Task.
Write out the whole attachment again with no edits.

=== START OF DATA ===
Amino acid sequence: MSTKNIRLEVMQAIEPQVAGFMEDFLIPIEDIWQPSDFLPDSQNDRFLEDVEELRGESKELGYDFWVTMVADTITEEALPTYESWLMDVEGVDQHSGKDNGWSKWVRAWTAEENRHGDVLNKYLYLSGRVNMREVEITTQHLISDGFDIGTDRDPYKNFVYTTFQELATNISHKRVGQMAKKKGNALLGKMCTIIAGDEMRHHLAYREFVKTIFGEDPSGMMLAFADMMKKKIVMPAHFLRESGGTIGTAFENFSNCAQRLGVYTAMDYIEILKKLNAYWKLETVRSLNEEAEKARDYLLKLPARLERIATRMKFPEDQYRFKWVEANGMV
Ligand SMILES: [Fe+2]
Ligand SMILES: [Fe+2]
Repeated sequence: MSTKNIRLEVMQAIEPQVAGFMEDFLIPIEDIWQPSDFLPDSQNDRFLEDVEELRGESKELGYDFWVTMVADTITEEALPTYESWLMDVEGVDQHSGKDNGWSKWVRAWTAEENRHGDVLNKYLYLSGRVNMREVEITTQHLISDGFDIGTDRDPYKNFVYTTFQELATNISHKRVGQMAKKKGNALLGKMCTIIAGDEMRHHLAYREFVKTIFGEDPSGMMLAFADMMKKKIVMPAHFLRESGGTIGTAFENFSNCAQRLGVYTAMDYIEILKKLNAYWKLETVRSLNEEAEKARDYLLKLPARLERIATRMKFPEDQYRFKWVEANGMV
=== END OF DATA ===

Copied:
Amino acid sequence: MSTKNIRLEVMQAIEPQVAGFMEDFLIPIEDIWQPSDFLPDSQNDRFLEDVEELRGESKELGYDFWVTMVADTITEEALPTYESWLMDVEGVDQHSGKDNGWSKWVRAWTAEENRHGDVLNKYLYLSGRVNMREVEITTQHLISDGFDIGTDRDPYKNFVYTTFQELATNISHKRVGQMAKKKGNALLGKMCTIIAGDEMRHHLAYREFVKTIFGEDPSGMMLAFADMMKKKIVMPAHFLRESGGTIGTAFENFSNCAQRLGVYTAMDYIEILKKLNAYWKLETVRSLNEEAEKARDYLLKLPARLERIATRMKFPEDQYRFKWVEANGMV
Ligand SMILES: [Fe+2]
Ligand SMILES: [Fe+2]
Repeated sequence: MSTKNIRLEVMQAIEPQVAGFMEDFLIPIEDIWQPSDFLPDSQNDRFLEDVEELRGESKELGYDFWVTMVADTITEEALPTYESWLMDVEGVDQHSGKDNGWSKWVRAWTAEENRHGDVLNKYLYLSGRVNMREVEITTQHLISDGFDIGTDRDPYKNFVYTTFQELATNISHKRVGQMAKKKGNALLGKMCTIIAGDEMRHHLAYREFVKTIFGEDPSGMMLAFADMMKKKIVMPAHFLRESGGTIGTAFENFSNCAQRLGVYTAMDYIEILKKLNAYWKLETVRSLNEEAEKARDYLLKLPARLERIATRMKFPEDQYRFKWVEANGMV